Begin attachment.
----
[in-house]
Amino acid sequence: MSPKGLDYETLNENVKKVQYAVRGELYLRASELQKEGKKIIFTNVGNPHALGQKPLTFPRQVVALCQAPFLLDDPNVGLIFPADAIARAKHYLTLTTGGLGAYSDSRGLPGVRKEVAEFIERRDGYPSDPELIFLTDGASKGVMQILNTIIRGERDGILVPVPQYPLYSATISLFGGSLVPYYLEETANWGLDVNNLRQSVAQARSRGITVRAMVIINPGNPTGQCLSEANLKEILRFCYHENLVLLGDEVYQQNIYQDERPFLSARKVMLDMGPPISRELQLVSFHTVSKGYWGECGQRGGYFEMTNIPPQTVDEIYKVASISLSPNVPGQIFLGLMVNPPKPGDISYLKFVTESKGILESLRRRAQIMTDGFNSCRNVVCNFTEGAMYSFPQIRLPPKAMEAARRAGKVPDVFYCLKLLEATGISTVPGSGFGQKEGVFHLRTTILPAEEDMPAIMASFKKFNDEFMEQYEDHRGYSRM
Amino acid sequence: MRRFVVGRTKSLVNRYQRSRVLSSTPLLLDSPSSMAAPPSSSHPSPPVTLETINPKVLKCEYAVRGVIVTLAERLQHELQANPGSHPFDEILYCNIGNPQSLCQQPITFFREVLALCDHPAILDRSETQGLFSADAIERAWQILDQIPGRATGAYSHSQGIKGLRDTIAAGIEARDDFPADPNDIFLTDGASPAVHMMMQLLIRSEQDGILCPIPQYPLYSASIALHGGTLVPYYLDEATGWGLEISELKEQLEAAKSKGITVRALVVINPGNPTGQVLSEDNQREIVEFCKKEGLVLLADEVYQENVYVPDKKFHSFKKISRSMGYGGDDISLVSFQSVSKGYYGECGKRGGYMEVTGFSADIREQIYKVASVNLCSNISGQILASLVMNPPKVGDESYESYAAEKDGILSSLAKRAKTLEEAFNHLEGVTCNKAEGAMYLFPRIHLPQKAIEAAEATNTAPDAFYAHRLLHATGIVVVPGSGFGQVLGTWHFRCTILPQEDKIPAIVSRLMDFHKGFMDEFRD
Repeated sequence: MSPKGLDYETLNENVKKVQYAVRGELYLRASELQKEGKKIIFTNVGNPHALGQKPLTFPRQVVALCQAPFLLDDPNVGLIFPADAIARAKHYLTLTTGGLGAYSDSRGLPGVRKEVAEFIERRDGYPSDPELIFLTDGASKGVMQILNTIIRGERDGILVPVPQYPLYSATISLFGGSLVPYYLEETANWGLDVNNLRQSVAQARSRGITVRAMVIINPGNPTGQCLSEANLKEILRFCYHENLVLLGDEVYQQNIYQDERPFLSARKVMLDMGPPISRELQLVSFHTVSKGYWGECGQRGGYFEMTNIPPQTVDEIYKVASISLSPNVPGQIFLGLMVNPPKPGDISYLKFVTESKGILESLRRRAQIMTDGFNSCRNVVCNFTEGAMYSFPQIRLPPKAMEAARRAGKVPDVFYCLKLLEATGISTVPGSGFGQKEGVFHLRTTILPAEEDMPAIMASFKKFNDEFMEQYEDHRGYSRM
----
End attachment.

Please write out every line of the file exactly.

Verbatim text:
[in-house]
Amino acid sequence: MSPKGLDYETLNENVKKVQYAVRGELYLRASELQKEGKKIIFTNVGNPHALGQKPLTFPRQVVALCQAPFLLDDPNVGLIFPADAIARAKHYLTLTTGGLGAYSDSRGLPGVRKEVAEFIERRDGYPSDPELIFLTDGASKGVMQILNTIIRGERDGILVPVPQYPLYSATISLFGGSLVPYYLEETANWGLDVNNLRQSVAQARSRGITVRAMVIINPGNPTGQCLSEANLKEILRFCYHENLVLLGDEVYQQNIYQDERPFLSARKVMLDMGPPISRELQLVSFHTVSKGYWGECGQRGGYFEMTNIPPQTVDEIYKVASISLSPNVPGQIFLGLMVNPPKPGDISYLKFVTESKGILESLRRRAQIMTDGFNSCRNVVCNFTEGAMYSFPQIRLPPKAMEAARRAGKVPDVFYCLKLLEATGISTVPGSGFGQKEGVFHLRTTILPAEEDMPAIMASFKKFNDEFMEQYEDHRGYSRM
Amino acid sequence: MRRFVVGRTKSLVNRYQRSRVLSSTPLLLDSPSSMAAPPSSSHPSPPVTLETINPKVLKCEYAVRGVIVTLAERLQHELQANPGSHPFDEILYCNIGNPQSLCQQPITFFREVLALCDHPAILDRSETQGLFSADAIERAWQILDQIPGRATGAYSHSQGIKGLRDTIAAGIEARDDFPADPNDIFLTDGASPAVHMMMQLLIRSEQDGILCPIPQYPLYSASIALHGGTLVPYYLDEATGWGLEISELKEQLEAAKSKGITVRALVVINPGNPTGQVLSEDNQREIVEFCKKEGLVLLADEVYQENVYVPDKKFHSFKKISRSMGYGGDDISLVSFQSVSKGYYGECGKRGGYMEVTGFSADIREQIYKVASVNLCSNISGQILASLVMNPPKVGDESYESYAAEKDGILSSLAKRAKTLEEAFNHLEGVTCNKAEGAMYLFPRIHLPQKAIEAAEATNTAPDAFYAHRLLHATGIVVVPGSGFGQVLGTWHFRCTILPQEDKIPAIVSRLMDFHKGFMDEFRD
Repeated sequence: MSPKGLDYETLNENVKKVQYAVRGELYLRASELQKEGKKIIFTNVGNPHALGQKPLTFPRQVVALCQAPFLLDDPNVGLIFPADAIARAKHYLTLTTGGLGAYSDSRGLPGVRKEVAEFIERRDGYPSDPELIFLTDGASKGVMQILNTIIRGERDGILVPVPQYPLYSATISLFGGSLVPYYLEETANWGLDVNNLRQSVAQARSRGITVRAMVIINPGNPTGQCLSEANLKEILRFCYHENLVLLGDEVYQQNIYQDERPFLSARKVMLDMGPPISRELQLVSFHTVSKGYWGECGQRGGYFEMTNIPPQTVDEIYKVASISLSPNVPGQIFLGLMVNPPKPGDISYLKFVTESKGILESLRRRAQIMTDGFNSCRNVVCNFTEGAMYSFPQIRLPPKAMEAARRAGKVPDVFYCLKLLEATGISTVPGSGFGQKEGVFHLRTTILPAEEDMPAIMASFKKFNDEFMEQYEDHRGYSRM